We sometimes use this, these, that, those to identify emotional distance. We use this and these to refer to things that we feel positive about, that we are happy to be associated with, or we approve of:
I love these new woollen mobile phone covers that you can get.
We use that and those to create distance:
What are you going to say to that sister of yours?
[talking about a restaurant]
I didn’t like the decoration. It had those awful paintings.
Shared knowledge and new information
We sometimes use that instead of the to refer the listener to shared knowledge, often when we are telling a story or explaining something:
You know that old shop on the corner? Well, they’re going to turn it into a restaurant.
We sometimes use this instead of a/an to refer to something important or recent, or to introduce a new person or thing in a story:
This guy knocked on the door and asked if I wanted new windows.
Then suddenly she pulled out this big pile of papers from her briefcase and threw them on the table.
Substitution with that, those
In formal contexts, we can use that and those as substitutes meaning ‘the one(s)’:
The most important information is that given at the beginning of the manual. (that substitutes for the information)
The methods employed are those familiar to researchers. (more formal than The methods employed are the ones familiar to researchers.)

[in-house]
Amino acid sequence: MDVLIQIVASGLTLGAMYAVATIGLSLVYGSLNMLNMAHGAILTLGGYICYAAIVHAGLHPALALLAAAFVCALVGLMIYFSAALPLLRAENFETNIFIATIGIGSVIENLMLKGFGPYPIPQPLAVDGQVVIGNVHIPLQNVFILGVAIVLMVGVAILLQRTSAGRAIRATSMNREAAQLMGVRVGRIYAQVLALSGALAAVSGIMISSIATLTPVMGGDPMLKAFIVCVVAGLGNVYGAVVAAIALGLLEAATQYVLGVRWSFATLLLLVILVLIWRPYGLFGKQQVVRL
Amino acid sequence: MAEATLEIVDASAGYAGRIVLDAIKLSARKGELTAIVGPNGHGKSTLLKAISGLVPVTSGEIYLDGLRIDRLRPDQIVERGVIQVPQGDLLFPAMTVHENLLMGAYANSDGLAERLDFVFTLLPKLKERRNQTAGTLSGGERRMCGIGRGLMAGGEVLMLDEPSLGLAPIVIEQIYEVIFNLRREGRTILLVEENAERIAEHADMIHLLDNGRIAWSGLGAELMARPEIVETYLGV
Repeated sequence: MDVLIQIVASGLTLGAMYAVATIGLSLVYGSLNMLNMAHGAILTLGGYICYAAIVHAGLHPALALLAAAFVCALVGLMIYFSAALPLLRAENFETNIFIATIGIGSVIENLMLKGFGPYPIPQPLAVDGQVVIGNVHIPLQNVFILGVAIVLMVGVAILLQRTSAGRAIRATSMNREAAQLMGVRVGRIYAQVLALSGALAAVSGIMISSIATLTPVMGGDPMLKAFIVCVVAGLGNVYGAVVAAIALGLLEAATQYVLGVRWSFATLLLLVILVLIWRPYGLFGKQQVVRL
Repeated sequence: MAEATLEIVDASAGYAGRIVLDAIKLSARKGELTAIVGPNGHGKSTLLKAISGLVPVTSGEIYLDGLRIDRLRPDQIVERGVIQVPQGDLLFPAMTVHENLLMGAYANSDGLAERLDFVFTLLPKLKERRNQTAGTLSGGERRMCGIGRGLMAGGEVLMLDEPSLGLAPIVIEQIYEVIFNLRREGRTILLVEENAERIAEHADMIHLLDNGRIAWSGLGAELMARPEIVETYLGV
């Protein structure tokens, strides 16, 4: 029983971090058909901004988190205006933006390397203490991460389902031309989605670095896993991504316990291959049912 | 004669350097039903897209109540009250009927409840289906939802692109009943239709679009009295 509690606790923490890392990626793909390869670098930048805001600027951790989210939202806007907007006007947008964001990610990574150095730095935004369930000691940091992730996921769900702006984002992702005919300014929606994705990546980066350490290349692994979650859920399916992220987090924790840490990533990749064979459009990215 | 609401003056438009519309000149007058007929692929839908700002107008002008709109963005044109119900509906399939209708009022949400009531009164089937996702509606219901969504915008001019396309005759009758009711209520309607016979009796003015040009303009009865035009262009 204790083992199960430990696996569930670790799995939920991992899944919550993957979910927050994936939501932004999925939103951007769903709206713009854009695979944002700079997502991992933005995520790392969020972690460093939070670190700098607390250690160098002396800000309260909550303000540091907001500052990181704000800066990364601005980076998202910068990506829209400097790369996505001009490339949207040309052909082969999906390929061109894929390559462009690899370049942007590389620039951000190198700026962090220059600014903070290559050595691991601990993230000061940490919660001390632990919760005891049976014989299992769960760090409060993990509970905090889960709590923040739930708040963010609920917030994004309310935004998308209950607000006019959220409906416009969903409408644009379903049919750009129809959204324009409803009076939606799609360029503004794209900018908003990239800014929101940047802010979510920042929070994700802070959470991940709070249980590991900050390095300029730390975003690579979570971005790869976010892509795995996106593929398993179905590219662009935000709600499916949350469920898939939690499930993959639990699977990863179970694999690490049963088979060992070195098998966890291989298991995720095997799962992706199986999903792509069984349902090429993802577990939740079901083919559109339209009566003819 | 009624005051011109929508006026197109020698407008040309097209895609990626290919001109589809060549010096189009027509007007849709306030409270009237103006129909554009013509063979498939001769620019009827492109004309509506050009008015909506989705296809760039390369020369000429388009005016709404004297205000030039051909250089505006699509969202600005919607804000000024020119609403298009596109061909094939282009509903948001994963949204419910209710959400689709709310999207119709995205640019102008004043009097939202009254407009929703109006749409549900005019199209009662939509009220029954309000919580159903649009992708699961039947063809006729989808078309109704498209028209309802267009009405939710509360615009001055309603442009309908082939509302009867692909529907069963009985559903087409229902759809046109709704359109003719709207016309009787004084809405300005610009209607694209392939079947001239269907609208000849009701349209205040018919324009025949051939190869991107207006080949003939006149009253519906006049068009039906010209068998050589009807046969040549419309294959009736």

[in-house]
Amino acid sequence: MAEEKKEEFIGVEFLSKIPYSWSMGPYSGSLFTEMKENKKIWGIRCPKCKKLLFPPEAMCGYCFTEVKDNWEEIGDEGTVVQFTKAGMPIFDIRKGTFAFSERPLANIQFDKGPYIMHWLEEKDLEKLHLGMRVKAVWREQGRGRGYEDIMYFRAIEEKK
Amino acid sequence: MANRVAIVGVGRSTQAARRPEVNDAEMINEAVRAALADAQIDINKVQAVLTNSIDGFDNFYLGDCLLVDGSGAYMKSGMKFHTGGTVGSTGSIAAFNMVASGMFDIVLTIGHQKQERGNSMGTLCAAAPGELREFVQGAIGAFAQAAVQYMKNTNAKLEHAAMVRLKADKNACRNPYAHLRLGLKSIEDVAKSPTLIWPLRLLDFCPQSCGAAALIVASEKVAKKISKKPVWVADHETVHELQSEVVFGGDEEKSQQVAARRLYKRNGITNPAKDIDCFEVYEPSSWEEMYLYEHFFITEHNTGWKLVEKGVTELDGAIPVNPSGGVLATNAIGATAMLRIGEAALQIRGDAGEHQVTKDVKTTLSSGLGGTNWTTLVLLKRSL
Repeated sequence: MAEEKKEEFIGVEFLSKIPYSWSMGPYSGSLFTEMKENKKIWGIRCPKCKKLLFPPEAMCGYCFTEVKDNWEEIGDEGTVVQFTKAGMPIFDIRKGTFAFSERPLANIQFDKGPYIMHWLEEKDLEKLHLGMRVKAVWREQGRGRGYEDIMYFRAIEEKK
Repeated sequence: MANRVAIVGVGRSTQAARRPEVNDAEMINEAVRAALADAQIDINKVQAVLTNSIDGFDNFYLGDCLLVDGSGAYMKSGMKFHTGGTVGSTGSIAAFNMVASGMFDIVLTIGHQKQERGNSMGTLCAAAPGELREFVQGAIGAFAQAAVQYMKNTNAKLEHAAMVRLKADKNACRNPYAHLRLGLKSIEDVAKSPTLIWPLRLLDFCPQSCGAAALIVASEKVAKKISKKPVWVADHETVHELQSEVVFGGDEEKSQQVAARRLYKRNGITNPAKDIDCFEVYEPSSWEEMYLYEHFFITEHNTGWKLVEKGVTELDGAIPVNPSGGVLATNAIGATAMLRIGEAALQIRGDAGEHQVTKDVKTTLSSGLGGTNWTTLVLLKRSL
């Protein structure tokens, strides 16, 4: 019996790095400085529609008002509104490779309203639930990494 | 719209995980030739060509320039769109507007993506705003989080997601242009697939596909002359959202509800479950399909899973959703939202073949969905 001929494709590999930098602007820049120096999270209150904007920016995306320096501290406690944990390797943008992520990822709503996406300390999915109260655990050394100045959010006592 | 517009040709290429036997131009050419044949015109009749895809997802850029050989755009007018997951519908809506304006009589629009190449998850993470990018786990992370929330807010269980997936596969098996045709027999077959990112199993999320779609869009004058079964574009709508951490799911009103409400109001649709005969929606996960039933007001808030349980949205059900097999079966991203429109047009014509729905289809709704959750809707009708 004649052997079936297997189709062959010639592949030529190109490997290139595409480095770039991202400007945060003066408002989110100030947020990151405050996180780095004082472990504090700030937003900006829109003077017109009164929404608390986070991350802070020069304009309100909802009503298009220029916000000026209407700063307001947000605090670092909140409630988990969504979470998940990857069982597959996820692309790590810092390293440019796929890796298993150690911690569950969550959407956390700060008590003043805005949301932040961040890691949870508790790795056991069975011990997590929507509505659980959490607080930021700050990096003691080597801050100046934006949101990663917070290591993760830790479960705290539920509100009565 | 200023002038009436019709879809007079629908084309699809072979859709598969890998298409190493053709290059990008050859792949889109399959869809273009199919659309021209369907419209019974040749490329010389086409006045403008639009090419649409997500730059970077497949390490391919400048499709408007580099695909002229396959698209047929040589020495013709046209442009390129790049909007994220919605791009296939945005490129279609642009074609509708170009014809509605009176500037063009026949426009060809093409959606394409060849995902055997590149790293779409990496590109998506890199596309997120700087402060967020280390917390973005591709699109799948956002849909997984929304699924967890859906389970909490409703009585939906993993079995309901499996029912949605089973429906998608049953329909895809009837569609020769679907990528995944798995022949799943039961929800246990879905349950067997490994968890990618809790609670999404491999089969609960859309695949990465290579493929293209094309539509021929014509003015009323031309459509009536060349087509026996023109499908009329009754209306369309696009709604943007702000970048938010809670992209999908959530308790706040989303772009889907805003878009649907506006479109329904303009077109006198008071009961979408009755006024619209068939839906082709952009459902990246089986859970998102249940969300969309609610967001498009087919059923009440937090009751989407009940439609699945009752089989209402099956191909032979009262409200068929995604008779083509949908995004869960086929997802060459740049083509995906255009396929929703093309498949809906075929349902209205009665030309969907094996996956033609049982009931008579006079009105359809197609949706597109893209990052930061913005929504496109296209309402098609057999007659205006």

In formal contexts, especially in academic style, we use that of/those of instead of the one of/the ones of or the … one/the … ones. This is preferred to the possessive X’s one/X’s ones:
The proton has a similar mass to that of a neutron. (preferred to The proton has a similar mass to the neutron’s.)
The emotions in the poems are those of loss and grief.
The emotions in the poem are loss and grief ones.
We normally only use that as a substitute for a thing, not for a person or animal:
Have you met Mr Kelly?B:
The one who works at the town hall, or his brother?A:
The one at the town hall.
That who works at the town hall.
We can use those as a substitute for persons, animals or things:
There are sports facilities for guests. Those interested in golf can enjoy our eighteen-hole course.
(“This, that, these, those” aus English Grammar Today © Cambridge University Press.)
- Adjectives and adverbs
Easily confused words
- Above or over?
- Across, over or through?
- Advice or advise?
- Affect or effect?
- All or every?
- All or whole?
- Allow, permit or let?
- Almost or nearly?
- Alone, lonely, or lonesome?
- Along or alongside?
- Already, still or yet?
- Also, as well or too?
- Alternate(ly), alternative(ly)
- Although or though?
- Altogether or all together?
- Amount of, number of or quantity of?
- Any more or anymore?
- Anyone, anybody or anything?
- Apart from or except for?
- Arise or rise?
- Around or round?